Illinois’ Proposed Medical Marijuana Rules Could Squeeze Out Small Businesses
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Medical marijuana regulations recently proposed in Illinois could be a major buzzkill for the state’s entrepreneurs and other small business owners.
Under the proposal from the Illinois Department of Agriculture, legal pot businesses would need approximately half a million dollars in startup costs. The program would require pot dispensaries to pay a $5,000 nonrefundable application fee, show proof of $400,000 in assets, pay a $30,000 permit fee and fork over a $25,000 yearly permit renewal fee.
Cultivation centers would be required to pony up a $25,000 nonrefundable application fee, prove they have $250,000 in liquid assets, pay a $200,000 fee once the permit is approved and pay a $100,000 renewal fee.
Additionally, local governments would be able to charge their own dispensary and cultivation center fees.
“Probably 50 percent of the wannabes are now out,” Joseph Friedman, a suburban Chicago pharmacist hoping to opening a dispensary, told the Chicago Tribune. “This is going to bring out just the serious players who are well-capitalized and well-credentialed.”
Regulators have been slowly hammering out the various rules for potential users, growers and dispensary vendors since the state’s medical weed law — the strictest in the nation — went into effect earlier this year. Medical marijuana advocates worry the new proposals for dispensaries and cultivation centers could price out suffering patients and ultimately threaten the success of the nascent pilot program.
“This program was designed, proposed and passed to help sick people,” Dan Linn, the executive director of the Illinois chapter of the National Organization to Reform Marijuana Laws (NORML), told The Huffington Post. “But now it seems the state has wrapped itself up in the bureaucracy and this is all going to be on the backs of sick people.”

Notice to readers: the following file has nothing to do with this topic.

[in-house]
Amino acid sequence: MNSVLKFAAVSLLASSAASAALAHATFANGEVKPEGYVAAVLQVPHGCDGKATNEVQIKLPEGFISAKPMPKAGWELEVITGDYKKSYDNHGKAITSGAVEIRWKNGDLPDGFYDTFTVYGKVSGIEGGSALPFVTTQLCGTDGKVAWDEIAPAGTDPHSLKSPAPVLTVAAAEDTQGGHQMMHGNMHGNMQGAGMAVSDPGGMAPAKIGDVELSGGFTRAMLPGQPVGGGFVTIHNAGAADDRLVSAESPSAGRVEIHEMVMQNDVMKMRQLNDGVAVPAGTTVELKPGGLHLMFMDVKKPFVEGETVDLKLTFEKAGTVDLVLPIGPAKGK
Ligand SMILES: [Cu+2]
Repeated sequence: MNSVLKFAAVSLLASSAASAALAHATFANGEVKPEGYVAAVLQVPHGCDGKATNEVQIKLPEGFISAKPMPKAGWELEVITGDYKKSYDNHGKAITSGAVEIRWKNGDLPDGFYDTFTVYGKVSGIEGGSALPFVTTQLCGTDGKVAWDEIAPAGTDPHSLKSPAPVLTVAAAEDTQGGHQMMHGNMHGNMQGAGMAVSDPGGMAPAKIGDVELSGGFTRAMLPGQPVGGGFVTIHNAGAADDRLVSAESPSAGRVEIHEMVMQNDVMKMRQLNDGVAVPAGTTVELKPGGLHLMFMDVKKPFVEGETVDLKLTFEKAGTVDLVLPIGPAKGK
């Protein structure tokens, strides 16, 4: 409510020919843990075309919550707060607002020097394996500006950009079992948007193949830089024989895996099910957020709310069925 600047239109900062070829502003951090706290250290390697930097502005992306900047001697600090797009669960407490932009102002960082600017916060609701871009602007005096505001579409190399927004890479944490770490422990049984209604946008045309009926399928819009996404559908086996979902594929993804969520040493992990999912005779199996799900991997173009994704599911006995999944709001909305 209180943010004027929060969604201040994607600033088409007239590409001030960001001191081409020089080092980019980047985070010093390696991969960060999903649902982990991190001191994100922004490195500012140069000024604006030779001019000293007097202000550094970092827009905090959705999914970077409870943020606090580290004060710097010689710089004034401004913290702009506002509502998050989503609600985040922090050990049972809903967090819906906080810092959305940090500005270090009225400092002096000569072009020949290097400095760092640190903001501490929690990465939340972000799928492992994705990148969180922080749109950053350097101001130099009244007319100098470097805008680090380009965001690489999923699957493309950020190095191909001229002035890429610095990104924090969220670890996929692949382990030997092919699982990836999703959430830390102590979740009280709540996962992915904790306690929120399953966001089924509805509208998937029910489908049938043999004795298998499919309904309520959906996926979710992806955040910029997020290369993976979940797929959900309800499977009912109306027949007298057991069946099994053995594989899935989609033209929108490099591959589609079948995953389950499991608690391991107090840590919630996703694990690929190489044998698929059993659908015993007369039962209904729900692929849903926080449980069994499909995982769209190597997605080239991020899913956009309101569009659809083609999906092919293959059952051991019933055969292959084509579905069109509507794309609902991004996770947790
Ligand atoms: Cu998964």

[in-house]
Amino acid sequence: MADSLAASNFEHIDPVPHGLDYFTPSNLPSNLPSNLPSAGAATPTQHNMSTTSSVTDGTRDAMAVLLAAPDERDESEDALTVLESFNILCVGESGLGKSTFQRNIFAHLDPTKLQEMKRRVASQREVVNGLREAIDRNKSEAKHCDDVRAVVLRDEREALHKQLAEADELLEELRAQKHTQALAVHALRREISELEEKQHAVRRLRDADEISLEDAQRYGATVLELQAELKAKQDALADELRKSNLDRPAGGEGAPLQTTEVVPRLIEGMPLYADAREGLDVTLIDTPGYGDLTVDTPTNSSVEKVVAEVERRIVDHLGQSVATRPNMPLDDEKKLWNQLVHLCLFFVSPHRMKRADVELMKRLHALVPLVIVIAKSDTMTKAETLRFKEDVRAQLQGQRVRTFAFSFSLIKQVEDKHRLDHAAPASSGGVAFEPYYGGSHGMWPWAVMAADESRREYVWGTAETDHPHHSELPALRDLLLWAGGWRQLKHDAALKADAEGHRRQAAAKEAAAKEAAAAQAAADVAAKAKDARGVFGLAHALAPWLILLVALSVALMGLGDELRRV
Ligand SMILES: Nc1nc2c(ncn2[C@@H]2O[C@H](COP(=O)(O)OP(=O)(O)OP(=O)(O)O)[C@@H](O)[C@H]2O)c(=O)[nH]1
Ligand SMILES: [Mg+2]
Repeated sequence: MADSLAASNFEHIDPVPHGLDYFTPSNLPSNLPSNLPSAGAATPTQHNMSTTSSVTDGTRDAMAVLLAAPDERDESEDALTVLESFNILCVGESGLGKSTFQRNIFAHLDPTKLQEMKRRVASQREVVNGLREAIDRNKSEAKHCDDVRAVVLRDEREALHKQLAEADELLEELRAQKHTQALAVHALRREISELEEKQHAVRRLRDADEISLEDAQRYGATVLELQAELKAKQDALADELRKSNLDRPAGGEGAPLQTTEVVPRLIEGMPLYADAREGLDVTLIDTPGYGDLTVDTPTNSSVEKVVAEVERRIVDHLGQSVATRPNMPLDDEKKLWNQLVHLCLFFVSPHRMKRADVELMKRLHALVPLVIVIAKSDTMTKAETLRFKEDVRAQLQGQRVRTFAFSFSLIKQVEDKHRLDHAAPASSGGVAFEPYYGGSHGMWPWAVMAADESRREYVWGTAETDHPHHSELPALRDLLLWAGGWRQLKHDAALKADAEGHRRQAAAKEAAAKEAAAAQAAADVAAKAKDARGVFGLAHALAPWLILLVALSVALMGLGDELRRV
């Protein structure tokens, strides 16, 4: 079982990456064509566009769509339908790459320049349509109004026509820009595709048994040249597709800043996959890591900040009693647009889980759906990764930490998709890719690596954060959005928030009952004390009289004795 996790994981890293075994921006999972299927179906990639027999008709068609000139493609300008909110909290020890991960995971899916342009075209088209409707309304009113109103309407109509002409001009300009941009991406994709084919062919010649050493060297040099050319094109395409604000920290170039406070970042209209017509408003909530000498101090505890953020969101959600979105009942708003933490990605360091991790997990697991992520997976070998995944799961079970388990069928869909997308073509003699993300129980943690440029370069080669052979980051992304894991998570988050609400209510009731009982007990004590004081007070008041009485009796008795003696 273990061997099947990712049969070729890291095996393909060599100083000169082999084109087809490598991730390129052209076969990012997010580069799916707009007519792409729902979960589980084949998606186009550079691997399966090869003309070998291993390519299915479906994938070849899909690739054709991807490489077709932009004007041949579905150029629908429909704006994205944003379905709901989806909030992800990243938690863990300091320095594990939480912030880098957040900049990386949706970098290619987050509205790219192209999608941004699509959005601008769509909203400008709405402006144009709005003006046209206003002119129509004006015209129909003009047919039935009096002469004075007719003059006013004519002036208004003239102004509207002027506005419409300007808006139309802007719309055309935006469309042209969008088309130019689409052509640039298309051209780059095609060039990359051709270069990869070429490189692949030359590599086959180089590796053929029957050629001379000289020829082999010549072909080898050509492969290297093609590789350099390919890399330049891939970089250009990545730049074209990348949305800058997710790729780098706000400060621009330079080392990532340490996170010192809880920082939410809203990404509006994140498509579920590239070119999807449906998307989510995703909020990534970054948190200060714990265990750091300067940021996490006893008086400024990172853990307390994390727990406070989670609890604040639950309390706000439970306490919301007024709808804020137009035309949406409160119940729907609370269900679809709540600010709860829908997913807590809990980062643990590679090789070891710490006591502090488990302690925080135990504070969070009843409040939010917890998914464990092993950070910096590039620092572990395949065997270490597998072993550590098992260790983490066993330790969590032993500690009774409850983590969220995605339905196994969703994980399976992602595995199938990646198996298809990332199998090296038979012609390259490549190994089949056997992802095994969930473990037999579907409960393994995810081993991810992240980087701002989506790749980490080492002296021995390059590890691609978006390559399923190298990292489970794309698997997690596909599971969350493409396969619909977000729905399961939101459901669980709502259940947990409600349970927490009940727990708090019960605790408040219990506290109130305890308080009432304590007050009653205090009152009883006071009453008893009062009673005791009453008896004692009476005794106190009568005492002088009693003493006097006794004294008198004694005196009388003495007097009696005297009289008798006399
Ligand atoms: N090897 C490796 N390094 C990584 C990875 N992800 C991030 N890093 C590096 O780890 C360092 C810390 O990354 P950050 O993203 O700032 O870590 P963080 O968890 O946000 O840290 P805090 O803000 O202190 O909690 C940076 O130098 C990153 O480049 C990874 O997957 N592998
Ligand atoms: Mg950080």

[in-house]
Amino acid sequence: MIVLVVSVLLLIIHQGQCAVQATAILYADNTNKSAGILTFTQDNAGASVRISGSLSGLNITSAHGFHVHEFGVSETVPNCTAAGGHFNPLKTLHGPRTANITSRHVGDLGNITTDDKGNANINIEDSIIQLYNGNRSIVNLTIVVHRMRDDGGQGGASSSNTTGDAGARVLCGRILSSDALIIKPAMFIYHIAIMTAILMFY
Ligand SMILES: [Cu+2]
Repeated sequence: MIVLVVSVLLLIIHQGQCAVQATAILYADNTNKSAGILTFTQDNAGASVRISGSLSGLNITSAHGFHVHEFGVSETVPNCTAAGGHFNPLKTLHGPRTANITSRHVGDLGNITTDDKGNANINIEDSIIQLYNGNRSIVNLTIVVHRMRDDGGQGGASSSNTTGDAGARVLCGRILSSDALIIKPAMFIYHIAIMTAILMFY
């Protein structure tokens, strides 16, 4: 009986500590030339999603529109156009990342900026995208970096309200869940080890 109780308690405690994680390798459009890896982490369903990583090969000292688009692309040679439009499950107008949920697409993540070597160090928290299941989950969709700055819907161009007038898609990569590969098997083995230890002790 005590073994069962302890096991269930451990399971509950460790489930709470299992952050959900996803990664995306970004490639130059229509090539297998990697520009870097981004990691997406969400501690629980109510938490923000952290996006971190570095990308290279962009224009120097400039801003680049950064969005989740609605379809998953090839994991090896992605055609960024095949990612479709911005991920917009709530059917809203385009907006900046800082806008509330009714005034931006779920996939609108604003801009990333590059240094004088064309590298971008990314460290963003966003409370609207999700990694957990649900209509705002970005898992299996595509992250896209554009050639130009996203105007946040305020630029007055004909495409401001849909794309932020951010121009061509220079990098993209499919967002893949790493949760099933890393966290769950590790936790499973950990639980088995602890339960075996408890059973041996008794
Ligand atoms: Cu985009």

Linn said the some of the high regulation fees will help keep the pilot program cost-neutral for the state and also weed out “the perceived trouble makers” hoping to get rich quick in the medical marijuana gold rush.
The downside, Linn said, is what he calls the “trickle-down” cost to medical marijuana patients. “A lot them are sick and on disability and can’t afford the [high price of] legal medical marijuana. You’ll see patients who sign up for a card and never use it.”
Linn notes that if the fees are passed on to customers and medical weed becomes significantly more expensive than that on the street, dispensaries and clinics won’t have enough business. “Ultimately,” he said, “that could make or break this program.”
Real estate is shaping up to be another challenge for potential medical marijuana businesses, with local governments in the Chicagoland area tinkering with zoning laws that could restrict pot businesses’ already limited options.
Other proposed regulations would require medical marijuana patients to be fingerprinted, undergo a background check and pay $150 yearly fee for a special photo ID card, the Associated Press reports.
Regulators will take public input on the proposals until Feb. 27.